Trio to be honored at Dubai fest
Tsui Hark, Rachid Bouchareb, Terry Gilliam honoredComplete Dubai fest coverage
DUBAI -- In keeping with its "Bridging Cultures" motto, the Dubai International Film Festival this week will celebrate the work of three filmmakers representing distinct areas of the globe: the Middle East, Asia and the West.
And the winners of the DIFF 2008 Lifetime Achievement award couldn't be more representative of the global village. Rachid Bouchareb is a Paris-born Franco-Algerian director, Tsui Hark a Vietnam-born Hong Kong director-producer and Terry Gilliam, the U.S.-born British writer-director and veteran of the seminal U.K. comedy troupe Monty Python.
Working from a list of hundreds of names, DIFF artistic director Masoud Amralla Al Ali, international programs director Sheila Whitaker and Cultural Bridge program director Hannah Fisher whittled down a shortlist of nominees to 10 names.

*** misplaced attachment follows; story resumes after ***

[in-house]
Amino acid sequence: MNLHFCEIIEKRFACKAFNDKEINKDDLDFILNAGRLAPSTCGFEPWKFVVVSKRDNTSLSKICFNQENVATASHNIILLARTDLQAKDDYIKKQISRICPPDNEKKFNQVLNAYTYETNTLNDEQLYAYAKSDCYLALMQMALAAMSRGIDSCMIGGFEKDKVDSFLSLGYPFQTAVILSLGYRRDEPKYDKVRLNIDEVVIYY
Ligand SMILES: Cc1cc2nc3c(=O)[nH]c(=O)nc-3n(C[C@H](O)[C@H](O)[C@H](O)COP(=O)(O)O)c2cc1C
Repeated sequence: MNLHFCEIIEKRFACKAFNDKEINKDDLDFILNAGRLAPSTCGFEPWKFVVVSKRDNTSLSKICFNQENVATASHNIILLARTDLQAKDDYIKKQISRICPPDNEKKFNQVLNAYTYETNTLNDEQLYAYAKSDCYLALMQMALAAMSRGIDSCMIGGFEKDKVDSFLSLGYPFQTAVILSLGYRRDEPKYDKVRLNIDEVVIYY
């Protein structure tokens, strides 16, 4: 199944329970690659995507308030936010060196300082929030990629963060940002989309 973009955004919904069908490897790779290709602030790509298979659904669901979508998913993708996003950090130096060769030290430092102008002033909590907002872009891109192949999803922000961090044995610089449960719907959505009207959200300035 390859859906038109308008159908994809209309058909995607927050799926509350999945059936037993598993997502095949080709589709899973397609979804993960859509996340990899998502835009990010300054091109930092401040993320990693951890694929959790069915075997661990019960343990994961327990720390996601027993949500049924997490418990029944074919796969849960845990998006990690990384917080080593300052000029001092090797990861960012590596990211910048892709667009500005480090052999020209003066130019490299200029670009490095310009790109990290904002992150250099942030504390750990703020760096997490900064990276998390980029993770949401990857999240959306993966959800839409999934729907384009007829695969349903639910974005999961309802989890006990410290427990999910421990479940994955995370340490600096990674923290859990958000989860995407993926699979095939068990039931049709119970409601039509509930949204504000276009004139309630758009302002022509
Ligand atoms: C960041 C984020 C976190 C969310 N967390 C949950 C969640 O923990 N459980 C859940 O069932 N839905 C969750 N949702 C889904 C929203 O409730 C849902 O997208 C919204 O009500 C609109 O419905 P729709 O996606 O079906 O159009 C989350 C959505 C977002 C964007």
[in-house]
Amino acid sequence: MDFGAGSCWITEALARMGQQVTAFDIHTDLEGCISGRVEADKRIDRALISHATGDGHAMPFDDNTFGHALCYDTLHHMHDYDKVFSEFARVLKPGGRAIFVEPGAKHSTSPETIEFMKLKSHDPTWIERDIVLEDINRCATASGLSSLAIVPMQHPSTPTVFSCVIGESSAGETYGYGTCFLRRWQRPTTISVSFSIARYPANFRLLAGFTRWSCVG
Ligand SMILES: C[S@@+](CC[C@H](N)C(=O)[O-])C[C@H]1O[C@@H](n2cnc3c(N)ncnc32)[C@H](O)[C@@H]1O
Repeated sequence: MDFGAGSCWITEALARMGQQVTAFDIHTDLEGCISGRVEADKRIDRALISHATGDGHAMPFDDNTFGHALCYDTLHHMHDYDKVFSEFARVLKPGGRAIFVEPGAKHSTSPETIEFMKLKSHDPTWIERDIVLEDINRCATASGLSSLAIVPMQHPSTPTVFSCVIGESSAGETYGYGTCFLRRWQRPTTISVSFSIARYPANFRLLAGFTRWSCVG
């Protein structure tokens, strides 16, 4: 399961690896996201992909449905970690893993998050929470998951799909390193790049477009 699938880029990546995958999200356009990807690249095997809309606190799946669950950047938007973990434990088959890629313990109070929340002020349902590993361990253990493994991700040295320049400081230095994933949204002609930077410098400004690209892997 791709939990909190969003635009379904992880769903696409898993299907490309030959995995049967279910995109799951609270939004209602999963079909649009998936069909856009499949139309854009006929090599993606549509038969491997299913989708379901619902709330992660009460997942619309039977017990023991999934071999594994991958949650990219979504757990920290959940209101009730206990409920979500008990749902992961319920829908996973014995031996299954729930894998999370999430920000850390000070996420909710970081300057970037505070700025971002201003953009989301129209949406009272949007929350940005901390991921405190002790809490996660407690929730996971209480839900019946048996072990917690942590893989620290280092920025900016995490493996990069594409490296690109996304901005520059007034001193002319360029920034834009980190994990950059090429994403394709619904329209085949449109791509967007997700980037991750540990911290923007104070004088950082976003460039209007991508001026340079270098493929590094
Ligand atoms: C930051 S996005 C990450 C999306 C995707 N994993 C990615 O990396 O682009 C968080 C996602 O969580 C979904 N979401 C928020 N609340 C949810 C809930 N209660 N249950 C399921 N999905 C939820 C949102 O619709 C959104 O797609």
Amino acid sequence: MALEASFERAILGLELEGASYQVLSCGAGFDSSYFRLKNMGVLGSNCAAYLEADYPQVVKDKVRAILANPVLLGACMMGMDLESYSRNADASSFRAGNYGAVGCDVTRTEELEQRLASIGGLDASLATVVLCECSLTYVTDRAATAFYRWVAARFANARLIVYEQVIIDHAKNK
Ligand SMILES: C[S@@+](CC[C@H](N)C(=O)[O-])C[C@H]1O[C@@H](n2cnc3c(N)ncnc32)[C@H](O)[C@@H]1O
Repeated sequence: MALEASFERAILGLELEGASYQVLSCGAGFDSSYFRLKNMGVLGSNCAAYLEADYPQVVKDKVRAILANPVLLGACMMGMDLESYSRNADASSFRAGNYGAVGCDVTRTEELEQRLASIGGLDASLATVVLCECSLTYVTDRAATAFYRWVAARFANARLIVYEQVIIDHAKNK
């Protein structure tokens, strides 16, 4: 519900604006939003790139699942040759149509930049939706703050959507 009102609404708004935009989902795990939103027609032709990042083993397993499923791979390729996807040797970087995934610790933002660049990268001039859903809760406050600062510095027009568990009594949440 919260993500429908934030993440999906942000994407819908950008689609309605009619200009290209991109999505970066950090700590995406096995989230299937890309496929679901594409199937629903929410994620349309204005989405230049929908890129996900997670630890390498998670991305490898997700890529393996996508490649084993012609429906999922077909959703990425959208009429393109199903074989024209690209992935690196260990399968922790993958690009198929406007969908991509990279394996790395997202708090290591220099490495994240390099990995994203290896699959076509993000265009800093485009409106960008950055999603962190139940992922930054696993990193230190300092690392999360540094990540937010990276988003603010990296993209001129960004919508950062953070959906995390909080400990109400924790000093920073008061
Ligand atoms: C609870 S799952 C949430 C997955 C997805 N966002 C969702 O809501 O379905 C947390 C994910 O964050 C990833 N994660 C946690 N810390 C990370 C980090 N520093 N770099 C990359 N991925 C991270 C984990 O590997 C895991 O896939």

"We always look to the merits and the history of the filmmakers we consider and try to find those people whose work embodies our 'Cultural Bridge' theme," Al Ali said, noting that last year's winners were the late Egyptian Christian director Yousef Shaheen, U.S. actor-director Danny Glover and South Korean director Im Kwon-taek.
Two films by each 2008 honoree -- chosen by the directors themselves -- will screen beginning Friday, with Bouchareb's 1991 film "Cheb," an exploration of the clash of identities and cultures experienced by a young Algerian man raised in France.
"What this award does is at once confirm the greatness of each of these filmmakers and bring their works to the attention of a new audience for for the first time," said London-based Whitaker, a former head programmer for the London Film Festival. "We hope this program will help shift the focus of the movie world away solely from the West."
Also screening Dec. 12 are "Brazil," Gilliam's 1985 cult satire about a world dominated by an idiot of a Big Brother, and Tsui's "Shanghai Blues," a romantic comedy set in China after the end of the Japanese occupation. Screening Dec. 13-14, are Gilliam's "Twelve Monkeys," Bouchareb's "Little Senegal" and Tsui's "Dao."
Each honoree will receive a prize from American luxury jeweler Harry Winston.